After getting to adidas, you were quickly tasked with bringing back the Gazelle. What did that feel like — bringing back a shoe that you’ve loved since you were a kid?
Bringing back the Gazelle was part of my very first season at adidas. I helped a little bit with the NMD R1 launch, then worked on an adidas Spezial shoe. The brand had just brought back the Stan Smith in a very successful fashion and the design team was like “let’s try to resurrect another icon.” Of course, I put the Gazelle on the table. A few weeks later the marketing team got back to me, and it was a go.
I was like a kid on Christmas morning. We went to the archives in the basement of the adidas headquarters, and were faced with a tough choice: which Gazelle do we bring back? There are decades worth of choices. There’s the West Germany Gazelles, the Yugoslavian-made Gazelles, Canadian-made Gazelles and even the Gazelle II, all of which have their own unique touches. After some thought, the ones we decided to bring back are the ones you’re wearing now [gestures at interviewer’s shoes]. It’s what I’d call a ‘90s Brit-pop Gazelle, the one all the musicians we talked about earlier used to rock.
What made you decide on that particular model of Gazelle?
It’s slightly beefier than the original ‘70s Gazelle, which is so trim it’s almost ballerina-esque. I thought the larger look might resonate a little better with the target audience. It was also the one I grew up wearing, and it just felt like the timing to reintroduce it was right. I put my white gloves on, removed a ‘90s Gazelle from the adidas archive and took it with me everywhere I went for four months. It even came to the factory in Vietnam to make sure it was being replicated properly.
What was the biggest challenge in bringing the Gazelle back?
When you look at an archive shoe like the Gazelle, the pattern that’s used on it is extremely simple. There’s a handful of overlays, the signature stripes and not much more. This actually makes it really hard to reproduce, because the more overlays you have the easier it is to hide differences. With the Gazelle, there’s no room to hide any design elements that aren’t normal or true to the original. You’ve really got to spend time picking the right last, having the right grain on the foxing tape, working on the Ecotex tongue.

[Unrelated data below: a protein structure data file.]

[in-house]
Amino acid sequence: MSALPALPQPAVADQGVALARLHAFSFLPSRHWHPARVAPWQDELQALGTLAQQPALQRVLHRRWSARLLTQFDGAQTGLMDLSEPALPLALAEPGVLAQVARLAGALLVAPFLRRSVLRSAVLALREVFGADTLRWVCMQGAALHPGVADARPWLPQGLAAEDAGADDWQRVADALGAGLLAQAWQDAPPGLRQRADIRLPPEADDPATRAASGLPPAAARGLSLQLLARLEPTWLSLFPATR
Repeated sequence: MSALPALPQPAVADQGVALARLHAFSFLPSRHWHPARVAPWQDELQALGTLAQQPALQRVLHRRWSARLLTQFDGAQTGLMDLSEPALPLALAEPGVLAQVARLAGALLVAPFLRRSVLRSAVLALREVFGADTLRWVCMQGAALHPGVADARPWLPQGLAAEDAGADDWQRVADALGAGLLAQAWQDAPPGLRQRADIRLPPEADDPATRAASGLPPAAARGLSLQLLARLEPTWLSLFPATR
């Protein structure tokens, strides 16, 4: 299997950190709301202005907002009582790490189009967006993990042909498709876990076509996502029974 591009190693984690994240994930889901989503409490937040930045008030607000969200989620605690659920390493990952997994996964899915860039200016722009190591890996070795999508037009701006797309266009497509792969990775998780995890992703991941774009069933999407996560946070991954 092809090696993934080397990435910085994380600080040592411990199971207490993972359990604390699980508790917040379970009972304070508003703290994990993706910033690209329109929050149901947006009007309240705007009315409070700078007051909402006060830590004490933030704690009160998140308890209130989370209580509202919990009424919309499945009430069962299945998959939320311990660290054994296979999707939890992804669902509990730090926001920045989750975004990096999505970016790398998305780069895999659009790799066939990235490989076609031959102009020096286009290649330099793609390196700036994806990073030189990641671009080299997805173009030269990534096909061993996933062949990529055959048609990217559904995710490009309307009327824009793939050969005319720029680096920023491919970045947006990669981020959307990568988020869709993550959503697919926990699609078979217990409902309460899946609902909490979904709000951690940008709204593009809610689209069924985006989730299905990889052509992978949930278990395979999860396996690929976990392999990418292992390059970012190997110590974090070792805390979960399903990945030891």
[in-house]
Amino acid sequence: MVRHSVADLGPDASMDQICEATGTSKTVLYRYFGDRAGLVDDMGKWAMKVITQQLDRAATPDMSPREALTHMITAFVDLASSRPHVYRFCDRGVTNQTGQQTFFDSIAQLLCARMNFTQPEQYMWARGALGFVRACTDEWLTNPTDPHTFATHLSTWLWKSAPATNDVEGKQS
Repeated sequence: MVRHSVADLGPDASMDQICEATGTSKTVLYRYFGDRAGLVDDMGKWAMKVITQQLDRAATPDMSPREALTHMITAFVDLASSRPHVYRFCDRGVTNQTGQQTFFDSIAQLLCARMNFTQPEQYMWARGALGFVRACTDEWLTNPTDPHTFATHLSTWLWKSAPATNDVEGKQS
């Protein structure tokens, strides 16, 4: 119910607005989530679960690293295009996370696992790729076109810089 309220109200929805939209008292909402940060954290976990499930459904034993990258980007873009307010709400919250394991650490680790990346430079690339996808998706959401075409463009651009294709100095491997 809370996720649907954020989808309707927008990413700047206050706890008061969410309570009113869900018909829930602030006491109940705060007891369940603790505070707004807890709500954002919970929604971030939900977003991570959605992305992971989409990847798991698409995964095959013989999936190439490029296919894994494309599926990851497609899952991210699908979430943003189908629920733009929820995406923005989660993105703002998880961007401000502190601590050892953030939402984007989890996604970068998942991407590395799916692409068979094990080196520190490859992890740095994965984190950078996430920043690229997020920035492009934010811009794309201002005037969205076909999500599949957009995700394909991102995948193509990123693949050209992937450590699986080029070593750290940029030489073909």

The simpler the model, the harder it is to retro it correctly?
Yes. You can’t hide behind some fufu design work [laughs].
“The beauty of bringing back an archive shoe is putting your heart and soul into it by working in all these different references from the past, all the while hoping a new audience will pick it up for a fresh reason.”
How does that process of bringing back an OG compare to launching a new silhouette like the NMD R1?
The whole process is different because the story is so different. With the Gazelle, you’re looking to encapsulate a bunch of different cultural references correctly. The beauty of bringing back an archive shoe is putting your heart and soul into it by working in all these different references from the past, all the while hoping a new audience will pick it up for a fresh reason.
Something like the NMD, you try to use the collective memory stored in the archives without becoming too trapped in them. That was our mindset for NMDs and shoes like the EQT ADV line, using bits and pieces from the past instead of the whole picture. You see that on the NMD’s midsole, which combined BOOST’s first-ever appearance on a lifestyle model with these super retro EVA blocks. Personally, I look for simplicity, boldness and that collective memory I just mentioned.
You’ve spent a lot of time in both Europe and the USA. What are the main differences you’ve noticed between how the Gazelle is perceived in each region?
That’s an excellent question. I think adidas’ USA audience is often focused on the latest and greatest like the YEEZY line and the UltraBOOST, and they may not know the brand’s history as thoroughly as the European consumer does. However, it’s interesting in the case of the Gazelle because people in the USA started looking at them a bit differently when Kanye West was wearing a pair back in 2017 and seen customizing a pair for Kim Kardashian. Someone of that stature choosing a classic seemed to spark some fresh interest in the States, and a desire to learn more about the model.
Another cool side note is that although the Gazelle was created at the end of the ‘60s, adidas created the Gazelle II, which we talked about a little earlier, in the early ‘00s, and it was specifically for the US market — its silhouette was a little beefier and a little more built up.
Why are sneakers important to you?
People who know me know that the Gazelle is my alpha and omega. I love it because it’s an “outsider” in terms of iconic shoes. Classics ebb and flow, but they never really go away. The Gazelle’s always been there, and I love it for that.